It is also no secret that I have spoken to the White House about this situation as well as with many Senators on our Committee and not on the Committee. I have spoken to many individuals interested in the nominations process about the 6th Circuit.
Not everyone views the overall 6th Circuit situation the same way. Not everyone views Judge Saad's qualifications that same way. I know that Senator Levin has a negative opinion of Judge Saad that I simply do not share.
I have deep respect for the Michigan Senators and have consulted closely with them for a long time. I work with them on many issues. For example, I am pleased that Senator Levin is here with us on the day that I hope the Committee will adopt an important amendment to the Drug Addiction Treatment Act, a bill that Senator Biden and I co-authored with Senator Levin and our deceased friend, former Senator Daniel Patrick Moynihan.
This bill is making a dent in the tough problem of treating heroin addiction and I commend Senator Levin for his leadership in this largely unheralded area that has such far reaching consequences for social stability and crime in America.
My goal in moving this nominee through the Committee today is to see if we can help set the stage for a compromise on the 6th Circuit seats. To further this end, I plan to hold hearings for the other 6th Circuit nominees and work to move them through the Committee and onto the Floor.
For your information, let me say that it is my plan to hold a hearing on the other 6th Circuit nominees the week after next, most likely on June 16th.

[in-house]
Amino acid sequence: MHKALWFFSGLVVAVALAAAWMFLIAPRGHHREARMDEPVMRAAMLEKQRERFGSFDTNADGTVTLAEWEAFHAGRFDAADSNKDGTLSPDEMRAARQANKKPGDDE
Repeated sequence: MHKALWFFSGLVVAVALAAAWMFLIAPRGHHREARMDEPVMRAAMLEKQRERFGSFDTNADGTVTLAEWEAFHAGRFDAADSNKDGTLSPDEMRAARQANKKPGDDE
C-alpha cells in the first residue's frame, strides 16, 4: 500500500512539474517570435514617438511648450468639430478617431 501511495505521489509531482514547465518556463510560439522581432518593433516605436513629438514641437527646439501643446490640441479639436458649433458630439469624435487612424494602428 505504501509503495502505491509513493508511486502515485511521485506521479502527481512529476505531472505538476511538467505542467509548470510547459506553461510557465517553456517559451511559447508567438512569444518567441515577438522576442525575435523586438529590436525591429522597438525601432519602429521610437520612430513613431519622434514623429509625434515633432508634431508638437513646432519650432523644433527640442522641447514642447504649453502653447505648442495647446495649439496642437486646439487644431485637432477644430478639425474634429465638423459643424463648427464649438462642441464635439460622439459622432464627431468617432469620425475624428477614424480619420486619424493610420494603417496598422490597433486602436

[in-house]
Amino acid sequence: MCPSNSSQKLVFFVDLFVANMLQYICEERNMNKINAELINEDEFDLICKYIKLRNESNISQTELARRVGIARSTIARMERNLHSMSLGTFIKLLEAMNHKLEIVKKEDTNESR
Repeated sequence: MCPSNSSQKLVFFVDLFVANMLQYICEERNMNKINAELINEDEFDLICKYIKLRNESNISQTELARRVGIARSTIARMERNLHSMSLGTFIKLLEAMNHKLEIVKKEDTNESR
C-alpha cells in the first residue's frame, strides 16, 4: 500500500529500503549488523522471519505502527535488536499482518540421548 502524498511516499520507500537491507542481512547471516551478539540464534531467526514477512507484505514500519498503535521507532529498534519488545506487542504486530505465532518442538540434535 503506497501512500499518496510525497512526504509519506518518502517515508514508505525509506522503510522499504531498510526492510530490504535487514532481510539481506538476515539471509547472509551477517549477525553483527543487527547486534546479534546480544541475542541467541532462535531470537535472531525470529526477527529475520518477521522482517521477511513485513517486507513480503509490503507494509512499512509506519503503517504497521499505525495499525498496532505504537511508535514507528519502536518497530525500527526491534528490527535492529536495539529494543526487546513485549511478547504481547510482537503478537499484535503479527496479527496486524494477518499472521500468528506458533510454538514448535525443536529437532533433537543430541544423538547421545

The week after that I plan to hold a nominations hearing on Tom Griffith who has been nominated for the D.C. Circuit. Many of us have known and worked with Tom while he was Senate Legal Counsel and I know that we will give him the respect due to one of the Senate family. I understand that his ABA rating is anticipated that week.
While I am attending to housekeeping matters, let me just repeat my views on the submission of questions to judicial nominees. The record is open for one week after the nominations hearing and any member can submit questions.
In several recent cases, additional follow-on questions have been submitted. While it may very well be prudent for the nominee to answer these questions - which in least one recent case have been submitted months after the Committee has held its hearing and weeks after the Committee has reported the nominee -- I do not believe that the Committee review process requires the nominee to answer these additional questions. If a member is dissatisfied with the answers, he or she is free to vote accordingly in the Committee and on the Floor.
Having said that, let me now return to the 6th Circuit. I know that some will say that the compromise I hope to facilitate on the 6th Circuit goes too far. Others will say that it does not go far enough. I will do the best I can to bring members together on this issue.
I do not know if I will succeed but I can tell you one thing for sure: I will not be deterred or distracted in my efforts to forge an acceptable compromise on the 6th Circuit by anyone who says that the 25 judges in the recent compromise are the only judges that will be voted on for the remainder of the year. Nor will I be dissuaded in my attempts to resolve this by any premature invocation of the so-called Strom Thurmond Rule.
As far as I am concerned, there is much work to be done in this Committee and on the Floor of the Senate with respect to judicial confirmations in this Congress.